The Hyères Festival, an international fashion, jewelry and photography competition takes place annually in the South of France from 25-29 April. For this 34th edition, Chloé creative director, Natacha Ramsay-Levi, headed up the fashion jury and the event also featured a Chloé fashion show which featured additional looks created by each finalist.
This year, however, saw another brand new and exciting element. Festival partner Chanel inaugurated an additional award, the Métiers d’art prize. The maison nominated 10 finalists to work in collaboration with one of the 10 métiers d’art ateliers owned by its Paraffection division. These include Desrues button makers, milliner Maison, Michel Lésage embroiderer, Goossens jeweler and, bootmaker Massaro. The winning designer will receive 20,000 euros to realize a creative project to be unveiled at next year’s festival.
This year’s Hyères Festival winner Christoph Rumpf was billeted to Massaro. Last week, FN caught up with the young Austrian designer who studied under Hussein Chalayan at Vienna’s University of Applied Arts and has interned with Craig Green in London.
How did you end up being paired with Massaro?
It was done randomly by matching our birthdates to the date each atelier entered Paraffection. I had never worked in shoes at all before.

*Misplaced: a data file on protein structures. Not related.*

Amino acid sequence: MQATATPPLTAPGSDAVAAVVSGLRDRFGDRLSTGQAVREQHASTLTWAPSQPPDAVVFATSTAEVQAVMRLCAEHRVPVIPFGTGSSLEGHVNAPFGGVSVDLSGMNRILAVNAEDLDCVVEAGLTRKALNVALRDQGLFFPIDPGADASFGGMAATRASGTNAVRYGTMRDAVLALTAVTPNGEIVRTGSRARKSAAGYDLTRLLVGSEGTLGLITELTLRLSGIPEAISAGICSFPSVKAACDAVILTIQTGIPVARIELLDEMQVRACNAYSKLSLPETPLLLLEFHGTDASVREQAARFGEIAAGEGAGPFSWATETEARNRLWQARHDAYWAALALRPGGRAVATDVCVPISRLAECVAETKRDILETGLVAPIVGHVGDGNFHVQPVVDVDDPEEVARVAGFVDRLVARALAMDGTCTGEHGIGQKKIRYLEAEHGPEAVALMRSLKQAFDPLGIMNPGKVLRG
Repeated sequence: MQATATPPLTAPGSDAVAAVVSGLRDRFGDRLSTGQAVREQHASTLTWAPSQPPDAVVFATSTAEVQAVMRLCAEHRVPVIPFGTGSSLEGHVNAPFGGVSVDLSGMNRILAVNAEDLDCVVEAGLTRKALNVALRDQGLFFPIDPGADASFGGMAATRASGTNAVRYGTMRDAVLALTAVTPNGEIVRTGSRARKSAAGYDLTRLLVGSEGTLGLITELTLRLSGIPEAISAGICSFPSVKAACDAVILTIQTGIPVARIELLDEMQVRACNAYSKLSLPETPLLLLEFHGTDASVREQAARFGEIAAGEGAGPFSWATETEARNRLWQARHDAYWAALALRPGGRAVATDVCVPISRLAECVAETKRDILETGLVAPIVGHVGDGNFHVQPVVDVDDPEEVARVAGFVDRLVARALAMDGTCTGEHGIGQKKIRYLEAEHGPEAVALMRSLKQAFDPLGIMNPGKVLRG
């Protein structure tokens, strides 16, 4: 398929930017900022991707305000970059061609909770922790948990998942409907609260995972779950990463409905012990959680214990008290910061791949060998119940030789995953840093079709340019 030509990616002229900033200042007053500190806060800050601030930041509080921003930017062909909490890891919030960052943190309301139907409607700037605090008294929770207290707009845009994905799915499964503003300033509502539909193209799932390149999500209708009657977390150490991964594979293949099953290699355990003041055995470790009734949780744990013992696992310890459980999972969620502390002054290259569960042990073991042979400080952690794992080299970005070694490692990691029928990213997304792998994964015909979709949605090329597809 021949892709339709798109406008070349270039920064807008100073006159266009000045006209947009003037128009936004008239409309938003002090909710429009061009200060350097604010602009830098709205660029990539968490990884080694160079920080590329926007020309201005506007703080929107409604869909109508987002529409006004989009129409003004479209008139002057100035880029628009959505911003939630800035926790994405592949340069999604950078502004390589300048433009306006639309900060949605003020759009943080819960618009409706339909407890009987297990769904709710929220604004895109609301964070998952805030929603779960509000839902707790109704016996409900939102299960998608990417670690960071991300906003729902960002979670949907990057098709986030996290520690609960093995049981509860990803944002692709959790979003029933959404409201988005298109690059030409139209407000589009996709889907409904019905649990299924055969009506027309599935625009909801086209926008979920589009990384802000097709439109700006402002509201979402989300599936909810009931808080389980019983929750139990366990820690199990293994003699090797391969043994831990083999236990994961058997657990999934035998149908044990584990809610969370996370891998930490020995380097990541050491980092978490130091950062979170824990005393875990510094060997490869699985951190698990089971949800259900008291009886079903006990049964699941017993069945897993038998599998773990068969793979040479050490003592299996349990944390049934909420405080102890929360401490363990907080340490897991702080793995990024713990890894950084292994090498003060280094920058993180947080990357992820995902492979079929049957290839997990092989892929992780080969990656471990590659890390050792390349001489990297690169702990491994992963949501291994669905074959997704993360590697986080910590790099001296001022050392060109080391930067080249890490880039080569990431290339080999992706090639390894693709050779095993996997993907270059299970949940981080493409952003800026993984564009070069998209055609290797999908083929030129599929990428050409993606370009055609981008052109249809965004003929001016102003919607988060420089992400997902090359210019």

How did you come up with the idea for your shoe?
Luckily it was something I had had in my mind for a long time. I had always wanted to make it but I never had the expertise. All the pieces I create are like characters in a story. My shoe, a leather boot covered in draped fabrics, is the rich kid who wants to escape and become a pirate.
Are your inspirations autobiographical?
Everything I do is about evolving and belonging. When I was growing up in the Styrian countryside in Southern Austria, I was the weird gay kid who never fitted in. My Hyères competition main collection is inspired by a lost prince who grows up in the jungle. It’s about how he doesn’t fit in when he’s returned to his peers. It’s like the shoe that doesn’t fit.
What happened on your first visit to the Massaro atelier in Paris?
Two days after I learned I had been paired with Massaro I visited the studio and met the managing director Jean-Etienne Prach who explained to me what was possible and showed me fabric options and lasts.
Was it what you expected or did anything come as a surprise?
I thought it would be huge but it’s super small and full of character. It felt like a family. It also felt much more like a tailor than I had imagined.
Take us through the process
There were no lasts in the Massaro archive that worked for the style I had in mind so I found something close and sent it to them and they created a last from that. I sent them sketches of what I wanted to achieve with the draping and we worked via email.
What did you learn from the experience?
I learned that you have to be very precise, both in terms of your drawings and your explanations.
Tell us about the additional look you created for the Chloé show.
I love working with up-cycled materials so I made a parka from an Indian storytelling blanket I found in a flea market. It’s made of linen with hand-stitched embroidery. I think it’s really important for designers to address overproduction and know where their fabrics come from.
Watch highlights from the 2018 FNAAs ere: